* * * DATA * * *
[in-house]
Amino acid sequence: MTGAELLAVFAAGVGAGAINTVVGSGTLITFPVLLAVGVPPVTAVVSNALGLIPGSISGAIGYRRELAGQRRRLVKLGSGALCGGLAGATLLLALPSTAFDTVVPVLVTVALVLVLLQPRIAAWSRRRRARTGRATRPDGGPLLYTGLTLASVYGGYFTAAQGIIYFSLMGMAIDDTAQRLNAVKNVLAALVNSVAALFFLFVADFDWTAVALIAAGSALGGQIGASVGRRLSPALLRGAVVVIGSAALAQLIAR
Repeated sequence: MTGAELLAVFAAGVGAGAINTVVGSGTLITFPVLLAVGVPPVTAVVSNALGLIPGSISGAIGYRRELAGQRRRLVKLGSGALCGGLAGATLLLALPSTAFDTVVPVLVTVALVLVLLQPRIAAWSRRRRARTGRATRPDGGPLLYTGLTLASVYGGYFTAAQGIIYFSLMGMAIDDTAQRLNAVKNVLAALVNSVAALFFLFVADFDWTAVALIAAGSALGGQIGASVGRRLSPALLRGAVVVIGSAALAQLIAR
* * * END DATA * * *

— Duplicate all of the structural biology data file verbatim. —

[in-house]
Amino acid sequence: MTGAELLAVFAAGVGAGAINTVVGSGTLITFPVLLAVGVPPVTAVVSNALGLIPGSISGAIGYRRELAGQRRRLVKLGSGALCGGLAGATLLLALPSTAFDTVVPVLVTVALVLVLLQPRIAAWSRRRRARTGRATRPDGGPLLYTGLTLASVYGGYFTAAQGIIYFSLMGMAIDDTAQRLNAVKNVLAALVNSVAALFFLFVADFDWTAVALIAAGSALGGQIGASVGRRLSPALLRGAVVVIGSAALAQLIAR
Repeated sequence: MTGAELLAVFAAGVGAGAINTVVGSGTLITFPVLLAVGVPPVTAVVSNALGLIPGSISGAIGYRRELAGQRRRLVKLGSGALCGGLAGATLLLALPSTAFDTVVPVLVTVALVLVLLQPRIAAWSRRRRARTGRATRPDGGPLLYTGLTLASVYGGYFTAAQGIIYFSLMGMAIDDTAQRLNAVKNVLAALVNSVAALFFLFVADFDWTAVALIAAGSALGGQIGASVGRRLSPALLRGAVVVIGSAALAQLIAR